0 Normal navigation, typing the URL, clicking a link, opening a bookmark, entering via an app link, etc.
  1 Page was refreshed / reloaded while already open in the browser tab.
  2 The page was retrieved from the browser history by using the Back or Forward button.
  255 Any other way to navigate to the page.

The 255 value is interesting, because it is quite undocumented. In tests, it seems to only emerge with the Firefox browser, when the page goes through a client-side refresh, either using window.location.replace() or <meta name="refresh">. Note that this goes against the W3C specification, which clearly states that client-side redirects should be contained within one of the regular navigation types.

Now, even though we mention how this API was probably conceived to give more information about the performance timing metrics, where it really shines is uncovering the navigational paths the users take through your site.

1.2. Browser storage

Ever since browser tabs were introduced to the delight of site visitors and web browser users, they’ve been a source of annoyance for web analysts.

In Google Analytics, for example, we simply don’t know (by default) what the tab situation is of any given page. We don’t know if the page was opened in a new tab, for one, since you can’t attach listeners to the right-click context menu, and tracking just middle mouse button clicks doesn’t give a comprehensive idea of the scope of the phenomenon.

The beauty of web analytics is that when we can’t track things directly (whether a user submitted a form, for example), we can track them indirectly (page load of a “thank you” page). So maybe we can use this same indirect approach with browser tabs, too?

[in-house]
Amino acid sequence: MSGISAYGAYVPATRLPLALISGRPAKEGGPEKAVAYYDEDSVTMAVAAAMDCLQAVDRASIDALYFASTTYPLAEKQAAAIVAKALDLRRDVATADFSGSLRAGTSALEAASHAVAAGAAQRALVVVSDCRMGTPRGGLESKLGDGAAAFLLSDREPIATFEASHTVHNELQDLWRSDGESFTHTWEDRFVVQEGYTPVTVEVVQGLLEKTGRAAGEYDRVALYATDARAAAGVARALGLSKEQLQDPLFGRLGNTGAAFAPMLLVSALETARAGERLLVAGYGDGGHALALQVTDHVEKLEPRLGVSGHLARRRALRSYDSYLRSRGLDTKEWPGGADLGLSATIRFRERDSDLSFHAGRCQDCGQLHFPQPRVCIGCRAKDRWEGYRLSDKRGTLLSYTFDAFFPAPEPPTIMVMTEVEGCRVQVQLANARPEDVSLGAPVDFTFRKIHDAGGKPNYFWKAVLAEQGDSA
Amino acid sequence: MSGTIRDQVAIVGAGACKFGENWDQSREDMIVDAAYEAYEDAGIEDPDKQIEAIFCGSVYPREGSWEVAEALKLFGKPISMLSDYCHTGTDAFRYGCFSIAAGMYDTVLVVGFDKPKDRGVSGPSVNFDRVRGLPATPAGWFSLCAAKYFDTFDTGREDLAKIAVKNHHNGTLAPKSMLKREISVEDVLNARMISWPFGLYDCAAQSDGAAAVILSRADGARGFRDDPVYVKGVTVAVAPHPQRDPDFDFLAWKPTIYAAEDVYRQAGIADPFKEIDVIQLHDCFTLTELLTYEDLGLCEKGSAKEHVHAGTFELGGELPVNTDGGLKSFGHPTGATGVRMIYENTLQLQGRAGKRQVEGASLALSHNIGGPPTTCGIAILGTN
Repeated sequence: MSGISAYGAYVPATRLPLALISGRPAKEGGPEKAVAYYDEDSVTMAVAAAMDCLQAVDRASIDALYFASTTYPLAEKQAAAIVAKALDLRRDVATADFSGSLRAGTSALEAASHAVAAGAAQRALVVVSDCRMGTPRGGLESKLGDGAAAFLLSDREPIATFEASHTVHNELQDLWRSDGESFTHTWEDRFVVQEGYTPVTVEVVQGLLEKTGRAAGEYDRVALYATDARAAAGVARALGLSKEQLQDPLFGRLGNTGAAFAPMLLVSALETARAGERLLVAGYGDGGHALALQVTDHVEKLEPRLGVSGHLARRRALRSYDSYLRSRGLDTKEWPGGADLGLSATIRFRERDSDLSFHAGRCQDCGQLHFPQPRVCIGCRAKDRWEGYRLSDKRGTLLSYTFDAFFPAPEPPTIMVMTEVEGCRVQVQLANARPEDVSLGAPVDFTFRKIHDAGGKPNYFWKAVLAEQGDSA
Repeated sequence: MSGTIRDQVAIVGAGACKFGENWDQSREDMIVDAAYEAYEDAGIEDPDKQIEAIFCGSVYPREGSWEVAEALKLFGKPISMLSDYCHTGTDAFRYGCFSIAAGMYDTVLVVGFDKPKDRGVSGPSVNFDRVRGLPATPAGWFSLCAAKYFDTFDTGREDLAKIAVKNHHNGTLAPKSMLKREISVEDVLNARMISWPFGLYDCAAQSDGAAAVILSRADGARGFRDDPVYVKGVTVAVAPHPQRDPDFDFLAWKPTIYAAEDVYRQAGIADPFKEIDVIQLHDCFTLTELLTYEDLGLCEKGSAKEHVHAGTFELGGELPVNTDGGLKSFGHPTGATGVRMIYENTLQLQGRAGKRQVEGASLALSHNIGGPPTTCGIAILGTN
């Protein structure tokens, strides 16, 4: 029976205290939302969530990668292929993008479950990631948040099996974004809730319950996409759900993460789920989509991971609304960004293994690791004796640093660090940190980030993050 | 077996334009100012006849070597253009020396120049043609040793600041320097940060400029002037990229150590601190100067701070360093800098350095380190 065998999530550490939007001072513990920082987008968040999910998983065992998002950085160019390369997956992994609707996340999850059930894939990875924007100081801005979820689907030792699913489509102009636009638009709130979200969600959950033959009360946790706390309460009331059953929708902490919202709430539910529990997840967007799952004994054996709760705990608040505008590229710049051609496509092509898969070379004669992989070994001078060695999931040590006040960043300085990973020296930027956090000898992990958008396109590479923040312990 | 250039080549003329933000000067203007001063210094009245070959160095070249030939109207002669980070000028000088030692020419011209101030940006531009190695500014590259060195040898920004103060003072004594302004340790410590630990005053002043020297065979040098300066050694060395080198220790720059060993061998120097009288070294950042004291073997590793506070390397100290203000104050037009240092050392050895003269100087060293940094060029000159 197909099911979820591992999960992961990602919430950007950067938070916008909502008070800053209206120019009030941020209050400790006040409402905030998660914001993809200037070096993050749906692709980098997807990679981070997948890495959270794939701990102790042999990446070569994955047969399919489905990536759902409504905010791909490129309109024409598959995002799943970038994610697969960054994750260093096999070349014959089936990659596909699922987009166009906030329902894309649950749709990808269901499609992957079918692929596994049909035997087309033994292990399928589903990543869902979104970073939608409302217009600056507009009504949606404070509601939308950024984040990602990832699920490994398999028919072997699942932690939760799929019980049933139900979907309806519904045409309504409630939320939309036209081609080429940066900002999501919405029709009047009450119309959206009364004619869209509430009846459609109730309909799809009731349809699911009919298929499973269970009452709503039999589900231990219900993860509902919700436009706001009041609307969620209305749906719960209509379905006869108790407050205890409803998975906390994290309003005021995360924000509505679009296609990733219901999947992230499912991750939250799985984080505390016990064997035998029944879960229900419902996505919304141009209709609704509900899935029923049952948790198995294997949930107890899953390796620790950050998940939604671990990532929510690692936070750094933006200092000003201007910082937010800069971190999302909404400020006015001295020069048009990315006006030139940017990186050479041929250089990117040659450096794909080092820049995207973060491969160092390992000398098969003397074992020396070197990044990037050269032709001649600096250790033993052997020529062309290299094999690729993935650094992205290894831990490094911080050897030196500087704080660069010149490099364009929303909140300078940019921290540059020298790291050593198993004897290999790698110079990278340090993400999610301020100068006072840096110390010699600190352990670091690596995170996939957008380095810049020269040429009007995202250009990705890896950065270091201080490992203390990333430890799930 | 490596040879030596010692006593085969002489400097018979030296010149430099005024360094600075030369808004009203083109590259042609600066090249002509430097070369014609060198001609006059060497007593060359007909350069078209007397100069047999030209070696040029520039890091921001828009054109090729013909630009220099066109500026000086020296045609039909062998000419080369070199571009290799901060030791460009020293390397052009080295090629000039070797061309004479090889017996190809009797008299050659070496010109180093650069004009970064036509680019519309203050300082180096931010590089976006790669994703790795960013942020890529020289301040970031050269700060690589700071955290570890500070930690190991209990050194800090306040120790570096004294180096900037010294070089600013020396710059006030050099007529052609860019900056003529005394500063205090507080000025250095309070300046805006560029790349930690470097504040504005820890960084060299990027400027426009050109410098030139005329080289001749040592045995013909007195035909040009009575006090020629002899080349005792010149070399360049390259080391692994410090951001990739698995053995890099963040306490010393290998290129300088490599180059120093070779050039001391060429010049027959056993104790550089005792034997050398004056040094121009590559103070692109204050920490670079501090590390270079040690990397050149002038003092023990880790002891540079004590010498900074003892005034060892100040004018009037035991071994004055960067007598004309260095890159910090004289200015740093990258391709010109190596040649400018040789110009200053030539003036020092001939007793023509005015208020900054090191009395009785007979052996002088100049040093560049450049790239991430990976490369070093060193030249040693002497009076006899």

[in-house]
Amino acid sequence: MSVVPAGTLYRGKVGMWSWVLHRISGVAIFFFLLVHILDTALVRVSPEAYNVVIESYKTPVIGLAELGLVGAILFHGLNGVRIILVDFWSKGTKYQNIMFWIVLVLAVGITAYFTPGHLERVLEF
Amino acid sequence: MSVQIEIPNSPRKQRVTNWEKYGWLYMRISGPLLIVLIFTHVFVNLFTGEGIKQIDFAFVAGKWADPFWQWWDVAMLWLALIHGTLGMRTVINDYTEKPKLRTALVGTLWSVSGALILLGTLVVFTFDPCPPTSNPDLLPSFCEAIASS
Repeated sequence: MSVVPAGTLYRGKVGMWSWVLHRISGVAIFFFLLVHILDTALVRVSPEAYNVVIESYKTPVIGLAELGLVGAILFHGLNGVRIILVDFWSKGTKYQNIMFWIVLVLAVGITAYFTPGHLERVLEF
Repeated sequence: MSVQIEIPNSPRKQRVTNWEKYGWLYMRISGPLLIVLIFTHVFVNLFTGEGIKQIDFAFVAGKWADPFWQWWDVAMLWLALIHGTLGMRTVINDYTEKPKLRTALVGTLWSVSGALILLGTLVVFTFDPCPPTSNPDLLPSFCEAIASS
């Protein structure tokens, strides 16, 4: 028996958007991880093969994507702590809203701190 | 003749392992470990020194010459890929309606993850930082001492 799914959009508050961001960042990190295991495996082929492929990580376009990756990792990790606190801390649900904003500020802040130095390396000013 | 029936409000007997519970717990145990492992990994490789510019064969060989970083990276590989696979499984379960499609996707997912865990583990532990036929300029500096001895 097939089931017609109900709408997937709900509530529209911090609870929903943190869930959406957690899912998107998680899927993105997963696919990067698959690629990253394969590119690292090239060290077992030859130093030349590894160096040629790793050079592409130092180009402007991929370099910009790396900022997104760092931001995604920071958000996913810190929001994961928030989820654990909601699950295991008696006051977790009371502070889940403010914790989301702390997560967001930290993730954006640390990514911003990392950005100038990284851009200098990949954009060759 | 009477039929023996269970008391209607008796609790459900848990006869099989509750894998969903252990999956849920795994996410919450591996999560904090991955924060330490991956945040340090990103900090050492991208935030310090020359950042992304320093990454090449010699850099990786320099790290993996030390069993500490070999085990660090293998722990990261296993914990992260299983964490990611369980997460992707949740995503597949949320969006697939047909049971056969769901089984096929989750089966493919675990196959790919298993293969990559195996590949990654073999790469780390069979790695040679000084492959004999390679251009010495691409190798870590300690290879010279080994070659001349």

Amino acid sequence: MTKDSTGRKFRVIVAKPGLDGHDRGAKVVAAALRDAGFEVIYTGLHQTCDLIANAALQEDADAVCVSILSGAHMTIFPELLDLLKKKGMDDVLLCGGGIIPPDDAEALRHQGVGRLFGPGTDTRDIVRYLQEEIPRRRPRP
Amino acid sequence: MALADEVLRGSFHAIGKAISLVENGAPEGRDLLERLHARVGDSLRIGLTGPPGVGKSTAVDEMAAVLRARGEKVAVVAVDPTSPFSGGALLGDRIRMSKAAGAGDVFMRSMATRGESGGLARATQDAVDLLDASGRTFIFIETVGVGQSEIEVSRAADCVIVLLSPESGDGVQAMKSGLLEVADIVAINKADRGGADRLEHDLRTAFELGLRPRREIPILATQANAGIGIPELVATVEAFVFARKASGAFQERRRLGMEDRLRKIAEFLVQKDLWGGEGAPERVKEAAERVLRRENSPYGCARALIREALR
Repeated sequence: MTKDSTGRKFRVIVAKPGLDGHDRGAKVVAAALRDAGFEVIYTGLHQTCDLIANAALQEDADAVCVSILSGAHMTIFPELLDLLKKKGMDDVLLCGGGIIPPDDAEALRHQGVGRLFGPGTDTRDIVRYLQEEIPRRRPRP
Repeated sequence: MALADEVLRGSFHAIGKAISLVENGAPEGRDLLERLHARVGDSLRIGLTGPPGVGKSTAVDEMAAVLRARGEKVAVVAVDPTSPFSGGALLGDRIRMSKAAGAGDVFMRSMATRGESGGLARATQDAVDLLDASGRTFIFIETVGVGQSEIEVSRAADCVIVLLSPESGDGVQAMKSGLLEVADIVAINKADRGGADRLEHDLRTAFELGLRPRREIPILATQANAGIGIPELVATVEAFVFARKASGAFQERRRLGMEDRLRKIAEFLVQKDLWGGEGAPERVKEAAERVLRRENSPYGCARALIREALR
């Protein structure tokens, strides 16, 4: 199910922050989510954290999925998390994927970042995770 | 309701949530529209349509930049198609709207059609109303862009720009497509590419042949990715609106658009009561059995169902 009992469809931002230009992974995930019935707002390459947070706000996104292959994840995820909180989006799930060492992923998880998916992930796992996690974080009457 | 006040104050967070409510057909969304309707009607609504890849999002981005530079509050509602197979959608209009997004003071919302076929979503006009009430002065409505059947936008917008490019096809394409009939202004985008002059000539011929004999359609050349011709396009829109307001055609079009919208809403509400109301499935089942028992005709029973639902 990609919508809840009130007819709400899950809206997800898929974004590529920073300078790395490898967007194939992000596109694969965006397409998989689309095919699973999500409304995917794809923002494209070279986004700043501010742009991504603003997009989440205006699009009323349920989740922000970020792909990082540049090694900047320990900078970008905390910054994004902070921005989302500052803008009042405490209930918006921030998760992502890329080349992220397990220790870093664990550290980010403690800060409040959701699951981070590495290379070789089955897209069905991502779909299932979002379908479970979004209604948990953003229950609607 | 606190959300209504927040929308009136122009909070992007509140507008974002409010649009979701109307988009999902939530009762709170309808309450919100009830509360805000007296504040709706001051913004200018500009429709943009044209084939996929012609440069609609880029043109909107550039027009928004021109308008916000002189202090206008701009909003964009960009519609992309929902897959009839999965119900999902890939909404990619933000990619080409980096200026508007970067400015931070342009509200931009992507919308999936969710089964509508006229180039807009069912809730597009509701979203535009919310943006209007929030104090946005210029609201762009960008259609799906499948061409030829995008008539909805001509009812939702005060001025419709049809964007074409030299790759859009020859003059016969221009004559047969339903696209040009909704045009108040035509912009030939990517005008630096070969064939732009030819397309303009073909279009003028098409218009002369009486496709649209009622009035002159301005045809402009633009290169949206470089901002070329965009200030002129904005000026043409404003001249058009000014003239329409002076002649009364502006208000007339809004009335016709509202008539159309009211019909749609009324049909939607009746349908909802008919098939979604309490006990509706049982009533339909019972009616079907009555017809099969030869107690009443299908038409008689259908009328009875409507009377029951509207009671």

If we can assign an identifier to every tab the user opens in the current website, we can identify individual navigation sequences! This can be achieved by checking against a common data store whether the given tab ID exists already, in which case the page load happened in a tab that was already open, and vice versa.

However, thanks again to the statelessness of the web, there is the problem of persistence. We can’t simply use a global JavaScript property to store the tab ID, because that gets demolished when the user unloads the page by reloading or navigating to another page.

Cookies and localStorage are “too” persistent, because they are only reset when they are manually cleared (localStorage) or when they expire (cookies). We only want to store the ID of a tab for as long as that tab exists.

Enter sessionStorage! It’s a browser storage API that is unique to each tab in your web browser. By storing the tab ID in sessionStorage, we can always check if the tab already has an ID (existing tab), or if we need to generate a new one (new tab).

Combine this with some localStorage logic, where we keep a running tally of how many tab IDs have been generated, remembering to remove any tab ID once that tab is closed, and we can also get a fairly reliable count of tabs open on your website at any given time.

So, now we are getting close to having all the bits and pieces at hand. Once we combine the tabbed browsing metadata with that provided by the PerformanceNavigation API, we can get a nice set of Custom Dimensions that expose a great deal of interesting information about how your visitors navigate your site.